I am guessing Mark Zuckerburg is a very happy man this man week. Thanks to a 20 percent jump in Facebook’s value, his personal wealth now stands at approximately $3.8 billion and all achieved in a single day to boot. This is has partly to do with a renewed mobile strategy. Facebook on iOS, Android, Windows Phone, BlackBerry are all ad supported and Zuckerberg has declared Facebook will replicate the same with Instagram, much to the dismay of many of its original adopters.
According to Forbes: “Facebook’s shares closed at a one-year high of $34.36, following a strong earnings report in which the Menlo Park, Calif.-based firm handily beat analysts’ estimates”. Is this a one off feat? Draw your own conclusions, but perhaps this tweet by the Street sums it all up:
Hooray for Facebook — and I’m Selling http://t.co/IchXeL9xTD
— TheStreet (@TheStreet) July 27, 2013
The fact is, many of Facebook’s new enhancements havent exactly caught on, take hashtags for example. Roughly 40% of Twitter users actally click on hashtags to learn more about products and brands, but the same isn’t true of Facebook, according to a Simply Measured analysis. One-fifth of top brands now include hashtags in their Facebook posts, but there’s no evidence yet that posts with hashtags perform any better than those without. Photos, not hashtags, were the main feature that drove Facebook engagement, the study found.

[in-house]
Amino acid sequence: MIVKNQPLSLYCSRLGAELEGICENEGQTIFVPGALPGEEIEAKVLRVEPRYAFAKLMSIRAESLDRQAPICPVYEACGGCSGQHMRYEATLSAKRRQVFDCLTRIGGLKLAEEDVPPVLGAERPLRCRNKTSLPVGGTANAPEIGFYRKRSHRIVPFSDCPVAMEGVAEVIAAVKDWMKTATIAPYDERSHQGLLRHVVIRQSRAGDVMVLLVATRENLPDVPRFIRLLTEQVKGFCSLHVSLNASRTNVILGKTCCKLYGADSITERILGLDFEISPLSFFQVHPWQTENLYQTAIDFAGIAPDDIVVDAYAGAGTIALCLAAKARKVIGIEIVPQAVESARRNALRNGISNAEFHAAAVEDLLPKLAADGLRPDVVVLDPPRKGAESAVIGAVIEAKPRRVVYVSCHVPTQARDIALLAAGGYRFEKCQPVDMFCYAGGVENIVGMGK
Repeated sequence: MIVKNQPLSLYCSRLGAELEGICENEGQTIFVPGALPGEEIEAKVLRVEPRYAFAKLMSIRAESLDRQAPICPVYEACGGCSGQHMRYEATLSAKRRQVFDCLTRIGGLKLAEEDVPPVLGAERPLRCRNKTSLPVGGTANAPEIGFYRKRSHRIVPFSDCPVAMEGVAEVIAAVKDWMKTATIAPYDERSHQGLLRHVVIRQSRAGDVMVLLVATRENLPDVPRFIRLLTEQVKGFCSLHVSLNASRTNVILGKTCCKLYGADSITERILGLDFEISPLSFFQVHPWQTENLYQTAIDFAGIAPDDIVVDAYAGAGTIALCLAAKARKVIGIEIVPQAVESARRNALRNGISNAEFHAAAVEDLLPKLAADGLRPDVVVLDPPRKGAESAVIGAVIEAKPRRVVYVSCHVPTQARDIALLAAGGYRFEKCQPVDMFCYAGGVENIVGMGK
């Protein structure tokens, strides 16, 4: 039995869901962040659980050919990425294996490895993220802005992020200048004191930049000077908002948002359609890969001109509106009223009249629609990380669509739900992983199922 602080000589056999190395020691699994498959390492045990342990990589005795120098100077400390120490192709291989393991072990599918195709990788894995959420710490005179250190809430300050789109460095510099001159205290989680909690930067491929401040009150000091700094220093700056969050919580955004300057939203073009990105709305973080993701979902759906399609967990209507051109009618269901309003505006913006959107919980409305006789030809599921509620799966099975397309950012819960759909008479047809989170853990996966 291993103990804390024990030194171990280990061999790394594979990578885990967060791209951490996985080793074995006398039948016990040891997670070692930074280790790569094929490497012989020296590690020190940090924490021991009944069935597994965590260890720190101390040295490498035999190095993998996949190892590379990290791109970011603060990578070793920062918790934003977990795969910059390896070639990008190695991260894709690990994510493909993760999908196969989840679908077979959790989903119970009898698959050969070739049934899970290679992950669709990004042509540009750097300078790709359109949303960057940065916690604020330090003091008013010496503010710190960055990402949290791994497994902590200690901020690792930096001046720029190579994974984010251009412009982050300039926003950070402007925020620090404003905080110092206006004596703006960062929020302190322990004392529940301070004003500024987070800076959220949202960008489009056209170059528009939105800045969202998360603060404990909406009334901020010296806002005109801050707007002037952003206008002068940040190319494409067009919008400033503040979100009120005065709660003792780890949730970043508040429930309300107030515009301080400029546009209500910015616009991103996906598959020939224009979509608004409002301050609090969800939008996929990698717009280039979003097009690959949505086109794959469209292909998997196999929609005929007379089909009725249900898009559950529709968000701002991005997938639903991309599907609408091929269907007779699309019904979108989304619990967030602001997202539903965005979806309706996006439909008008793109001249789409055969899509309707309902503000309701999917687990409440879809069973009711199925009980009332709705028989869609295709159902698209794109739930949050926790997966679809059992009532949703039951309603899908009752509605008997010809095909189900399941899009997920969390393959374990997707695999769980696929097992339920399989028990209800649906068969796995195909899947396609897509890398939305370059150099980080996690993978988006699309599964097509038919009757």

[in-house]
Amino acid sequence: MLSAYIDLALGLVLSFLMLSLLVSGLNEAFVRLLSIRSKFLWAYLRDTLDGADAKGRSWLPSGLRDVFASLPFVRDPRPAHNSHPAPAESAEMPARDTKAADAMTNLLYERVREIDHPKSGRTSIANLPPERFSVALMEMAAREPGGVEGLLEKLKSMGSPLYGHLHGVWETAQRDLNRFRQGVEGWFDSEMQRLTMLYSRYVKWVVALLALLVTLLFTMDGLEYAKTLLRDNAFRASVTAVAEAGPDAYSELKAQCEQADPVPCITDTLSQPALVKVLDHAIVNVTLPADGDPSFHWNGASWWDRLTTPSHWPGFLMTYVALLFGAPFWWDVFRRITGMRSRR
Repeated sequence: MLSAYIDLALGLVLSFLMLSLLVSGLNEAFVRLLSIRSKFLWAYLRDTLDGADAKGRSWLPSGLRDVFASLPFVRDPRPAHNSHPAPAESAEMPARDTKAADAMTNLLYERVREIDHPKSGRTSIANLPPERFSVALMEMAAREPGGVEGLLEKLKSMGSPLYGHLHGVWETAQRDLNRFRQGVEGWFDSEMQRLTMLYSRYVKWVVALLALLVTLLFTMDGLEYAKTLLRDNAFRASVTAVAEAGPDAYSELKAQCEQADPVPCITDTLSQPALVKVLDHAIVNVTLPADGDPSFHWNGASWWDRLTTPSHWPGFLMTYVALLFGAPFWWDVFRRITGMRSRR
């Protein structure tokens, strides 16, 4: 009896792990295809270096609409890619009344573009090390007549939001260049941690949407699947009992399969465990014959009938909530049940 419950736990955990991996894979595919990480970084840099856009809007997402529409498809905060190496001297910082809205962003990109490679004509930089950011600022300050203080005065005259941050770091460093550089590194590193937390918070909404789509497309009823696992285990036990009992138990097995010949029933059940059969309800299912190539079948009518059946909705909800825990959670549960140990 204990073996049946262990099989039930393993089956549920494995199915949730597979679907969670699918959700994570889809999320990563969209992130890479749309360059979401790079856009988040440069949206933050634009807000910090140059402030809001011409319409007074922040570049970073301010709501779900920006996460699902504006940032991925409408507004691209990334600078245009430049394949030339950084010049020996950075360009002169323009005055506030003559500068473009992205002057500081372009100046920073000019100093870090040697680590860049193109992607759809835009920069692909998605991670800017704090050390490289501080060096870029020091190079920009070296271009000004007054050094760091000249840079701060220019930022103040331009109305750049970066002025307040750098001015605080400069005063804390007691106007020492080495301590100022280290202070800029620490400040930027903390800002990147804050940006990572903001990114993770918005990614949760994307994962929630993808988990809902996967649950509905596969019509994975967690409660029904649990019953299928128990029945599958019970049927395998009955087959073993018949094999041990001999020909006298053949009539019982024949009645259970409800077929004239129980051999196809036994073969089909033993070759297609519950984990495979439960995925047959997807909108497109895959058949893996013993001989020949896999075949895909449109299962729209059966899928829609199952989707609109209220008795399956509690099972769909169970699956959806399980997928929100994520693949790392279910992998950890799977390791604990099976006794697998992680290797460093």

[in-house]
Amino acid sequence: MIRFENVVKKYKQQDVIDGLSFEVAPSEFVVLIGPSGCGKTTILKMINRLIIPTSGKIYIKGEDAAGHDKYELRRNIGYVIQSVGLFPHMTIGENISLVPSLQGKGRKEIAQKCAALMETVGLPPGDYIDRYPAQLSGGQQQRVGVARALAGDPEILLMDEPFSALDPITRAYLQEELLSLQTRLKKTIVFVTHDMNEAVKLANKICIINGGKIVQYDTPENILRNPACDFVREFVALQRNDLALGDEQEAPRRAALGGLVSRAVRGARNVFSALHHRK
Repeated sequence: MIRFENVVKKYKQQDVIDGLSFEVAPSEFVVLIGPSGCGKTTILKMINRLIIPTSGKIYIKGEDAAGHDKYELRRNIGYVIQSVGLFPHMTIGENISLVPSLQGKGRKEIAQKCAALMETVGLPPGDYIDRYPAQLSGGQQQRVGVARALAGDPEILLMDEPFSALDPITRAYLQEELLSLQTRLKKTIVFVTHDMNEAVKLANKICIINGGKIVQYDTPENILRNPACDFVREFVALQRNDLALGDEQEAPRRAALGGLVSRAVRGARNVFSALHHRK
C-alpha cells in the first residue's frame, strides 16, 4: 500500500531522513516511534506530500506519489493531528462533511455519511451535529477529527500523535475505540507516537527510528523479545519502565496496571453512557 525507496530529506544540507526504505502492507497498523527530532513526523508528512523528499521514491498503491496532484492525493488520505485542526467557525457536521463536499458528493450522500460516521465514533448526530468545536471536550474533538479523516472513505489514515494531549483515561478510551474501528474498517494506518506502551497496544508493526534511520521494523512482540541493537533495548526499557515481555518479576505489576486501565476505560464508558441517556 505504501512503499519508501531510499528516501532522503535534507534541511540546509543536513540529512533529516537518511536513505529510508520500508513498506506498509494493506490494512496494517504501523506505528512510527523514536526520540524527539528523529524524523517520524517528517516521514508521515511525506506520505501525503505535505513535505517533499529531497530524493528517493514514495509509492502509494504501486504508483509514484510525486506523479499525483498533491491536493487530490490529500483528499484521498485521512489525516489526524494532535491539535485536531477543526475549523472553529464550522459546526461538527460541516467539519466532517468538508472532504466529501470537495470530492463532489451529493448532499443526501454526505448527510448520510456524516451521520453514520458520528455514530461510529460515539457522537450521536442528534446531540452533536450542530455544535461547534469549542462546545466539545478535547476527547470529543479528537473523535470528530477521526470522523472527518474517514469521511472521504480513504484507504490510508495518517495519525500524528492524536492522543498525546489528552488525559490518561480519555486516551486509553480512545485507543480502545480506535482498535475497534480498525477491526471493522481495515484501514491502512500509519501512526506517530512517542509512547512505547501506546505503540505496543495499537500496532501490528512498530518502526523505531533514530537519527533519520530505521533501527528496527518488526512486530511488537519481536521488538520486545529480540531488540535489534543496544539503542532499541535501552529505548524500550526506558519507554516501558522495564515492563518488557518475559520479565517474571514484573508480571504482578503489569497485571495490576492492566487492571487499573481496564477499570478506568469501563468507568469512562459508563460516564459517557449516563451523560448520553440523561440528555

Helen Leggatt writing for bizreport says
“Instead, visual content is by far the major driver of engagement on Facebook. Photos posted by top brands average more than 9,400 engagements (which include Likes, comments, and shares) per post, while video posts average more than 2,500 engagements”.
Where Facebook has been excelling is in the area of social login use. Facebook is still the dominant provider of social logins and shared content, A space that I would have expected Twitter to dominate, especially in a business enviroment. According to new data from Gigya, Facebook commands 52 percent of all social logins and 50 percent of all shared content. Gigya surveyed its pool of brand clients during the last quarter and found that Google is making notable gains as a social login provider, doubling from 12 percent to 24 percent of all social login activity on their respective sites.
On their blog Gigya says
“Social Login has become a standard on the web and on mobile devices, with the world’s largest businesses implementing the technology on their web properties so that their users can quickly register and login with their existing social identities, and so that those businesses can gain valuable permission-based data about their users. And while consumers have clearly demonstrated that they want to use their social identities across the web, they also demand the ability to choose from a variety of identity providers when they register and log into sites”.
The below infographic, which is composed of data from all Gigya clients in Q2 (April – June) 2013, reveals some remarkable trends in how consumers use their identities within different types of sites and apps.